As inclined baffle 8 extends completely across the tank (see also FIG. 2) and is secured to the sidewalls by suitable means such as bolts or by welding (not shown) if the tank and inclined baffle 8 are of metal construction. As shown in the drawings the upper portion 8' of the inclined baffle is vertical but this is a design feature only and the baffle could be inclined throughout its entire height.
The baffle 8 divides the tank into an aerating chamber 10 and a settling chamber 12. The baffle 8 does not extend completely to the bottom of the tank leaving a lower opening communicating the two chambers, and the upper portion 8' of the baffle 8 is provided with elongate slots or openings 14 (see FIG. 2) at liquid level to permit the flow of sewage material between the two chambers at liquid level.
A vertical baffle 16 is provided in the settling chamber 12 to prevent the flow of solid material and scum directly from inlet port 4 through slots 14 and out outlet 6. The baffle 16 extends from above to below the normal liquid level 17 to prevent surface material from entering outlet 6, but decomposed material in aqueous suspension and supernatant liquid may of course be discharged through the outlet 6.
An air diffuser is provided adjacent the lowermost end of the inclined baffle 8. This diffuser is in the form of a guide plate or diffuser plate 18 which is positioned parallel with but spaced from the inclined baffle 8. The diffuser plate 18 may be secured directly to the inclined baffle 8 by suitable means such as brackets (not shown) or may be secured directly to the sidewalls of the tank in suitable position with respect to the inclined baffle 8. The diffuser plate extends completely across the tank and on its side remote from the baffle 8 is provided with an air channel 20, into which air is forced by motor 22 and compressors or blowers 24 through piping or tubing 26. The air channel is secured in airand watertight relation to the back of diffuser plate 18 and exit of air from the channel 20 is possible only through a series of holes or apertures 28 (see FIG. 3) provided longitudinally in one or more rows along the surface of the diffuser plate facing the inclined baffle.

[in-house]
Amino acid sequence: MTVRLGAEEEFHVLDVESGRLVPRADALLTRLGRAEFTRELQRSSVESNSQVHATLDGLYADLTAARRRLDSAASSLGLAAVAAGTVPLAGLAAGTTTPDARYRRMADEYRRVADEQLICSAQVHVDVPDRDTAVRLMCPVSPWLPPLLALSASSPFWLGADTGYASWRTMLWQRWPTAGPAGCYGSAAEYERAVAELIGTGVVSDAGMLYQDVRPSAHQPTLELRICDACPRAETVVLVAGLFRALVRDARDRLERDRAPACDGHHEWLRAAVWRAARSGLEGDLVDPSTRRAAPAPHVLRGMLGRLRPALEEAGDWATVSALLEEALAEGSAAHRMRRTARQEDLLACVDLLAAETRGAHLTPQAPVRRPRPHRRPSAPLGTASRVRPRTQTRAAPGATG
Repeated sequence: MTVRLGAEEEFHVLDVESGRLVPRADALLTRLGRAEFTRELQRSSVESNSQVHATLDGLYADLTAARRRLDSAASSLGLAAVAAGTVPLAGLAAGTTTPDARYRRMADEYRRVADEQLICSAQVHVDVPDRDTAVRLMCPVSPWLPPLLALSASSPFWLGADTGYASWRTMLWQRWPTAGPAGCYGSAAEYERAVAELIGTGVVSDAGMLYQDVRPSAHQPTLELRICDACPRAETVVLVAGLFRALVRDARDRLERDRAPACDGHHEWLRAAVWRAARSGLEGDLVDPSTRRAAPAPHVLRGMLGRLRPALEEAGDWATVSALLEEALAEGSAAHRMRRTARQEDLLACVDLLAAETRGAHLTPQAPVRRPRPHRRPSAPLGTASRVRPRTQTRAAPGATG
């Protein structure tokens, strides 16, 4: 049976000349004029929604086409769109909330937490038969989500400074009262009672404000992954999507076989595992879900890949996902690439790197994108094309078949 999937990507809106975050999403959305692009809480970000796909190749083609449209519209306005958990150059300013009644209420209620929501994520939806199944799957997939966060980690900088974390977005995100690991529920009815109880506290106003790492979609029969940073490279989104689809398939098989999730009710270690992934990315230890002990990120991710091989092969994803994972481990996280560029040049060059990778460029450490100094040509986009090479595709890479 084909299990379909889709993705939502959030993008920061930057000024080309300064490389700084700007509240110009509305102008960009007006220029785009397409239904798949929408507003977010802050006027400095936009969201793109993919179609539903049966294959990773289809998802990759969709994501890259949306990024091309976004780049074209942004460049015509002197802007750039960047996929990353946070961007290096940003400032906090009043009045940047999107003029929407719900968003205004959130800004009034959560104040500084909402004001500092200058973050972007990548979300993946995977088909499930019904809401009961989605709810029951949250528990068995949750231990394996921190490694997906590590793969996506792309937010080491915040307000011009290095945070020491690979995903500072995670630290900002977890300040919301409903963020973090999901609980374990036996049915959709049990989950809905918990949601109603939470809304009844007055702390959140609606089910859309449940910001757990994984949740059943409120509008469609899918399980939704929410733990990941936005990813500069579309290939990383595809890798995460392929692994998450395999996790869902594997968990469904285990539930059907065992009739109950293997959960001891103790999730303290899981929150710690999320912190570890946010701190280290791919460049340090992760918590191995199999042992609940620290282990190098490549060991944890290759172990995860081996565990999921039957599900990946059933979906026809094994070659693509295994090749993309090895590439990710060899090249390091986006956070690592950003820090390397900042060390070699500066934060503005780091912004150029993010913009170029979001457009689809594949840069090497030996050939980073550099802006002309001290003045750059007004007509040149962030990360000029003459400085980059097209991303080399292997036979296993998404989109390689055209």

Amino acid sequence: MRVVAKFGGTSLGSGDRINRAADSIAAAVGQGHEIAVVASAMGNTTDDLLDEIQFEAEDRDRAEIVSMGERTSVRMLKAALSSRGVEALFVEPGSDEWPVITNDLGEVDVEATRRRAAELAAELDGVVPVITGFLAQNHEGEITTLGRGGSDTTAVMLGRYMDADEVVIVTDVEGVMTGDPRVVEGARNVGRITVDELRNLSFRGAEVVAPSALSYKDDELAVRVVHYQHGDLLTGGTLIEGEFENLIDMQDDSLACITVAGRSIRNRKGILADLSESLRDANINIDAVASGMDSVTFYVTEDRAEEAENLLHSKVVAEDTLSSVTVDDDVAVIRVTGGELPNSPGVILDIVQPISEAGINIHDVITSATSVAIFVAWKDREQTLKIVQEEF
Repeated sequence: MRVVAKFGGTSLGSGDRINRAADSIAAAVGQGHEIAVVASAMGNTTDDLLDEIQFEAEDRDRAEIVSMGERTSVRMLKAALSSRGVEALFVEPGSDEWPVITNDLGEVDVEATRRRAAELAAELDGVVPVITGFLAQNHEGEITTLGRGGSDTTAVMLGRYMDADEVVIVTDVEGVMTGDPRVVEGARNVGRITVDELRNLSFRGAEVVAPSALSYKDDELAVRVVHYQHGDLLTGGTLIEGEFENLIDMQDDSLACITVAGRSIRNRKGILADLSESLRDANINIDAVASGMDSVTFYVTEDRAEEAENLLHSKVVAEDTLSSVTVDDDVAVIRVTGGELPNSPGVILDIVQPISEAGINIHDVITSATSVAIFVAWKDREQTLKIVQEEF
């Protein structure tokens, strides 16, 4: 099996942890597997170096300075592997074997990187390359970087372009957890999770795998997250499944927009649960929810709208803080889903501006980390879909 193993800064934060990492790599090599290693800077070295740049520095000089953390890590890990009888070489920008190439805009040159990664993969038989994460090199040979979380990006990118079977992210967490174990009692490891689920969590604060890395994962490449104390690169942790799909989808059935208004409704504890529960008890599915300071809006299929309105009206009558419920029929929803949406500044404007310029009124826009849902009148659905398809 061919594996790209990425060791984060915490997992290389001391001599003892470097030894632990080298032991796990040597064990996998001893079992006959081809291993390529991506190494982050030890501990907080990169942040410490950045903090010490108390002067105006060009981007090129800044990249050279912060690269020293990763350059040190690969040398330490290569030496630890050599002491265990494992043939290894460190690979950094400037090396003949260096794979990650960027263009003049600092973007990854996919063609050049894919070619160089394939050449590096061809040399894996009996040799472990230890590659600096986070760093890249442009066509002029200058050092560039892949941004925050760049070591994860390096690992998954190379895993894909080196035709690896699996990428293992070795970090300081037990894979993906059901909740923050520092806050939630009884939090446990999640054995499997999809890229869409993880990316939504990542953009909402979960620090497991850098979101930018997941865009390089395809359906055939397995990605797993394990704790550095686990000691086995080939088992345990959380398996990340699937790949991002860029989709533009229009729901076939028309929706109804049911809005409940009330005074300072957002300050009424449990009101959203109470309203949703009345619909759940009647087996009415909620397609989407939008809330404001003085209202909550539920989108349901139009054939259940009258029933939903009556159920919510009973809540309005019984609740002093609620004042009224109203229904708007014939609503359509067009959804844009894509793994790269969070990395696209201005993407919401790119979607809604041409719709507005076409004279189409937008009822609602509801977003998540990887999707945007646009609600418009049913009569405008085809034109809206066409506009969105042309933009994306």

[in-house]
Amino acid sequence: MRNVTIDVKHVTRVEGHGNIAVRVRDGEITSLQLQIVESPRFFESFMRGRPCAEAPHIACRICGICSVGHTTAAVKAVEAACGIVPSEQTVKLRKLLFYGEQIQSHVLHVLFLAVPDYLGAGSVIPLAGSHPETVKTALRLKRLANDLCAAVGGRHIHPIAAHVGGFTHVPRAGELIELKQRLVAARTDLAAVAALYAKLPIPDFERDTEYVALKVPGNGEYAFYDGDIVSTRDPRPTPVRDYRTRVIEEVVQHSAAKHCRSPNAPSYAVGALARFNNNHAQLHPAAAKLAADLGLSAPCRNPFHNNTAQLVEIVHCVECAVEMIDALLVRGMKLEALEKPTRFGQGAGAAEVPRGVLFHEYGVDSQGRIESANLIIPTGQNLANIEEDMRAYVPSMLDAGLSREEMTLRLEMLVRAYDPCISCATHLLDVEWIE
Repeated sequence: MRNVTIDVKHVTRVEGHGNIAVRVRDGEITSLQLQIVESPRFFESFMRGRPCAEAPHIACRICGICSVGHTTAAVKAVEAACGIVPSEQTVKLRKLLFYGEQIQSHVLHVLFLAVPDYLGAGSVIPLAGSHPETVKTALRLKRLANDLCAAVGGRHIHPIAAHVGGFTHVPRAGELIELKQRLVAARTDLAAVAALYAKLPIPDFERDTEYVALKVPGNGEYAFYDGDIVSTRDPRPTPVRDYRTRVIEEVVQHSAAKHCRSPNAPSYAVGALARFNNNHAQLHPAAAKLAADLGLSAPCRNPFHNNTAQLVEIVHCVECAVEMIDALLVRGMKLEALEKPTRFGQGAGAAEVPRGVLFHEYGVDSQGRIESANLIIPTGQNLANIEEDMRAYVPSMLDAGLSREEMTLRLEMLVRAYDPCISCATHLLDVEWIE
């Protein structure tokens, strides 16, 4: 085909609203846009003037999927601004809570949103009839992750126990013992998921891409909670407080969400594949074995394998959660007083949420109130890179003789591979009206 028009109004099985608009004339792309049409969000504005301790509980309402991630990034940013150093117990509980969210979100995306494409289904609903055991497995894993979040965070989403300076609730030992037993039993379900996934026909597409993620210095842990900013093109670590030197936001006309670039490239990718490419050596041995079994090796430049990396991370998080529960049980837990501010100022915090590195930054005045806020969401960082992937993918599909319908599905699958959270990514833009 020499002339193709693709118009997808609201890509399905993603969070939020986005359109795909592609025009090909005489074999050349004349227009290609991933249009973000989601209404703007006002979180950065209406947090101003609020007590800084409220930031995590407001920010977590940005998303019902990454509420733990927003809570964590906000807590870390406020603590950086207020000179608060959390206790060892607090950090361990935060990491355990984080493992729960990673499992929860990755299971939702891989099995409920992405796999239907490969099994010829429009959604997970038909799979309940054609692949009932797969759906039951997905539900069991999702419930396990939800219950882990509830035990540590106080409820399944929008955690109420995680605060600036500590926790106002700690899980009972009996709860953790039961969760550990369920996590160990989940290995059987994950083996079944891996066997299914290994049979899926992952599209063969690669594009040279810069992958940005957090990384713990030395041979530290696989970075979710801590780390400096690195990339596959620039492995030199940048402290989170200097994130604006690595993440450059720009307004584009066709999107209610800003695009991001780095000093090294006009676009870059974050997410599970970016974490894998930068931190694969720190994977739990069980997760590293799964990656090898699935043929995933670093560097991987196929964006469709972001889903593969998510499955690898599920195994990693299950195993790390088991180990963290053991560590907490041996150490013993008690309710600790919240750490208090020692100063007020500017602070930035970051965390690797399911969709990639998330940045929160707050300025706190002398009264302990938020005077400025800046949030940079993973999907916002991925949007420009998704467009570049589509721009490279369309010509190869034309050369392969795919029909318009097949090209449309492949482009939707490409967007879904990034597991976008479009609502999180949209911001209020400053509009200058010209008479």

The diffuser plate 18, apertures 28, air channel 20 and piping 26 are shown in FIG. 3. in this drawing air is conveyed into the channel 20 by only one conduit 26, but it will be appreciated that more than one conduit extending downwardly from the compressors or blowers 24 could be used. If, as shown in the drawings, only one conduit 26 is used the spacing between the apertures 28 along the diffuser plate will become less towards the outer ends of the plate to compensate for the air pressure drop along the length of the air channel 20.
As shown in FIGS. 1 and 2, a separate baffle 30 can be provided laterally across the bottom of the tank to facilitate mixing and aeration in the aeration chamber, but the presence of baffle 30 is not necessary for a successful operation of the apparatus.
A scum return arrangement is provided communicating between the settling chamber and the aeration chamber. This scum return may consist of a scum tray 32 positioned just below normal liquid level 17 connected to a U-shaped piping system indicated generally at 34 which returns the scum from the tray 32 to the aeration chamber 10. This scum return is accomplished by providing an air pressure conduit 36 from the main conduit 26 to the upright scum return pipe 38 which creates a partial vacuum in horizontal scum return pipe 40 and ambient air pressure on the scum in the tray forces the scum through the pipes 40 and 38 and out outlet 42 back into the aeration chamber.
The motor 42 and the compressor or blowers 24 are mounted conveniently above the tank with an electric cable supplying electricity to the motor in the usual manner. While one motor only is shown in the drawings, two could be supplied for standby services in the event of malfunction in the first, as the motor-compressor is proposed to be in continuous service and not intermittent. As shown in FIG. 1, an air-intake for the compressors is provided at 44, and an air outlet (not shown) from the tank may be provided (although it is not necessary), along with an inspection port 46.